Oil could hit US$55 by 2021, says Goldman Sachs, but not before absolute carnage in the broken market.
As U.S. crude fell before US$20 per barrel, Goldman Sachs offers a glimmer of hope.
The Wall Street bank says the production shut ins could push oil prices above its target of US$55 by 2021.
“Brent crude will likely stay near cash costs of $20 a barrel with temporary downward spikes as waterborne varieties are better positioned compared with landlocked oil in the U.S., Canada and Russia that’s sitting behind pipelines, Goldman said, according to a Bloomberg news report. “Shut-ins will be not be based upon where wells sit on the cost curve but rather on logistics and access,” it said.
“If pipelines get clogged up as refineries shut down, inventories cannot build, reducing the cushion and creating a very quick risk reversal towards oil shortages,” Goldman said in a note.
This could lead to an oil shortage, pushing prices above its previous forecast of US$55 by 2021.
“This will likely be a game changer for the industry,” the bank noted.
“Big Oils will consolidate the best assets in the industry and will shed the worst … when the industry emerges from this downturn, there will be fewer companies of higher asset quality, but the capital constraints will remain,” Goldman Sachs analysts said.
While the Saudi-Russia price war is a factor, the losses in oil demand is a far more important price driver, says Rystad Energy, which expects to see further downwards revision to its 16 million bpd oil demand loss estimate for April.
“The oil market supply chains are broken due to the unbelievably large losses in oil demand, forcing all available alternatives of supply chain adjustments to take place during April and May: Onshore product storage surge, refinery run rate cuts globally, massive increase in floating storage deals and upstream supply shut-ins,” Rystad’s head of Oil Markets Bjornar Tonhaugen said.
Here’s what you need to know this morning:
- Oil plunges to 18-year lows, shares sink again on fears coronavirus shutdown could last months
- Close ties between big banks and Ottawa get even closer during coronavirus crisis
- Big banks cut prime rates to 2.45% after Bank of Canada’s surprise move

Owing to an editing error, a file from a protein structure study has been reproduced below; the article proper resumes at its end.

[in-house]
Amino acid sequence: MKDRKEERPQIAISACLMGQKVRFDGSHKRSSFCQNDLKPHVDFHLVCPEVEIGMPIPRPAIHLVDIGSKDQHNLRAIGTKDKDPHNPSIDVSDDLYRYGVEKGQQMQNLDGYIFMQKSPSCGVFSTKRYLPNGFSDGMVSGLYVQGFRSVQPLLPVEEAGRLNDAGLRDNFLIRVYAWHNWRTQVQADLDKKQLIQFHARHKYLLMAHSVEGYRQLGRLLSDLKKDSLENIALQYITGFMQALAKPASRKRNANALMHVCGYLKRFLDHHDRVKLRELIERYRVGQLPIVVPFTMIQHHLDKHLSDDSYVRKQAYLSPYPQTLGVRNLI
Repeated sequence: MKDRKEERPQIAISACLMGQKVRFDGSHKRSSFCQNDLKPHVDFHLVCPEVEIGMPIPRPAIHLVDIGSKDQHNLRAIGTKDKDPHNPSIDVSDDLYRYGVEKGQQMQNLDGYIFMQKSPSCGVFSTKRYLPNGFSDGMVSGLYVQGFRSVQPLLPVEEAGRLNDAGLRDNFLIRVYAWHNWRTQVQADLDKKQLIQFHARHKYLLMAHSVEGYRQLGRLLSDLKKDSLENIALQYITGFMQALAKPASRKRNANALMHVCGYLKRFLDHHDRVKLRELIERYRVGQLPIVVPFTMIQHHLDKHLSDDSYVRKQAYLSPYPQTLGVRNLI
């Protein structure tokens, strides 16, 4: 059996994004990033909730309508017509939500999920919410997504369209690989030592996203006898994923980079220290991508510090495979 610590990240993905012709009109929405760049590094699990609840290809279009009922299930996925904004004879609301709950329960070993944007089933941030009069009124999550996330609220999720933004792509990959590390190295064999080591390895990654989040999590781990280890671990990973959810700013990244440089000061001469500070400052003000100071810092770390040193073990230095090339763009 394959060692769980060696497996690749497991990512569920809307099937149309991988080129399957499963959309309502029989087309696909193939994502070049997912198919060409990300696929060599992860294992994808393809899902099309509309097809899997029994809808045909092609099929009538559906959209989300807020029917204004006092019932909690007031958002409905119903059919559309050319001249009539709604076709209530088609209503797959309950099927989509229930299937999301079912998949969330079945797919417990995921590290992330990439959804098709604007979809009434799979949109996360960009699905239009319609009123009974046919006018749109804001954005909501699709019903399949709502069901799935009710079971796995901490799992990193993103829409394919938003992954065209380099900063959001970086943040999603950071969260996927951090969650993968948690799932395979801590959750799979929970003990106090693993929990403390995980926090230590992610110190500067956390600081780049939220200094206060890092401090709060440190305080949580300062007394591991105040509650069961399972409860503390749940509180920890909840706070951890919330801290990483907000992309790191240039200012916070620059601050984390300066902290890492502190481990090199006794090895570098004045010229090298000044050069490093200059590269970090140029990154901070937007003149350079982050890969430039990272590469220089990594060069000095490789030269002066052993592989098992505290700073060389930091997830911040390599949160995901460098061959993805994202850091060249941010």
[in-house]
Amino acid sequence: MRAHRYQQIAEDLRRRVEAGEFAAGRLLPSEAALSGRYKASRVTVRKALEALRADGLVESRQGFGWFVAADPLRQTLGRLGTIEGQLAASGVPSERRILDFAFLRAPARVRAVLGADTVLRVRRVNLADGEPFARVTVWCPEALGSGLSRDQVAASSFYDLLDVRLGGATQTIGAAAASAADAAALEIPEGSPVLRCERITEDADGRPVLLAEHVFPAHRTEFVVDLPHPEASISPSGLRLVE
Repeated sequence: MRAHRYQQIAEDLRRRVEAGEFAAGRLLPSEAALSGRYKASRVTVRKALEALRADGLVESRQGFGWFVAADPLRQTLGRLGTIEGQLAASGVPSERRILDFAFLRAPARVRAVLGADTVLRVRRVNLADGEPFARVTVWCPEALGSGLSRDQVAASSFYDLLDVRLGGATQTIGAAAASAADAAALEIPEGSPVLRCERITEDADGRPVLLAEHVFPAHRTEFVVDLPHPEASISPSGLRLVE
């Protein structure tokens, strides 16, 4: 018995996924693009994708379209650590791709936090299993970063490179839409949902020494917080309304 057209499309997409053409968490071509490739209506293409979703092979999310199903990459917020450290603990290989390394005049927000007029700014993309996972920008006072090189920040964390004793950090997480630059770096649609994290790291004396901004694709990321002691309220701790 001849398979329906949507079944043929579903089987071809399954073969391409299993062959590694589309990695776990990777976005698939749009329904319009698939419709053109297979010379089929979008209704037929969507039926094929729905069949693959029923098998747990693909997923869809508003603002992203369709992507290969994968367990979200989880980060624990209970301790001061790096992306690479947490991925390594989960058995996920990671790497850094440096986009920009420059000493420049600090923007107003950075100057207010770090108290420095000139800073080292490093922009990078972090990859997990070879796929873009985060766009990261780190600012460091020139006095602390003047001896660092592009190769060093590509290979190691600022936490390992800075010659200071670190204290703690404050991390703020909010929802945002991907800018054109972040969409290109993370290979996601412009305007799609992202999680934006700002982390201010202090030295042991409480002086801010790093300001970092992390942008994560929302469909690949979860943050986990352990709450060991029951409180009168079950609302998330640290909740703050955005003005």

- Porter Airlines to get $135 million in funding from federal government after coronavirus grounds flights
- Crucial details of Ottawa’s proposed wage subsidy program expected today
- Abbott shares surge in pre-market on 5-minute coronavirus test
- North Atlantic Refining Ltd. to idle Come by Chance refinery, with fuel demand plunging
- China’s COVID-19 disinformation push, aided by Canadian group, raises concerns about next pandemic
- Tentative signs of recovery in China help some Canadian companies weather COVID-19 storm
- ‘Unlike anything we’ve seen before’: Coronavirus lockdowns strain critical supply-chains in Canada
- If you bought a house before the coronavirus hit, don’t expect force majeure to save you
- ‘Don’t be a hero’: Why some market watchers are reluctant to call a bottom despite big rally for stocks
- ‘From nobodies to essential workers:’ Truckers now key to getting goods on empty shelves in the coronavirus crisis
- The Prime Minister will address Canadians on the COVID-19 situation in Ottawa
- In Toronto, Dr. David Williams, Chief Medical Officer of Health, and Dr. Barbara Yaffe, Associate Chief Medical Officer of Health, to provide update on COVID-19
- Tele-news conference with UNITE HERE Canada union leadership to discuss the unprecedented economic impact of the COVID-19 crisis on workers nationwide in industries as diverse as hotels, stadiums, airlines and food service
- In Victoria, Adrian Dix, Minister of Health, and Dr. Bonnie Henry for an update on COVID-19
Canadian heavy oil prices plunged to a new low on Friday that could force domestic oilsands sector to shut in production to survive the historic collapse, according to a new report from Wood Mackenzie.
Energy research firm Wood Mackenzie believes higher cost oil-producing formations around the world would need to shut in production amid the oil price rout, unlike in 2014 when sub US$35 per barrel Brent oil prices lasted for only one quarter, writes Geoffrey Morgan.
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With files from The Canadian Press, Thomson Reuters and Bloomberg
Source: Financial Post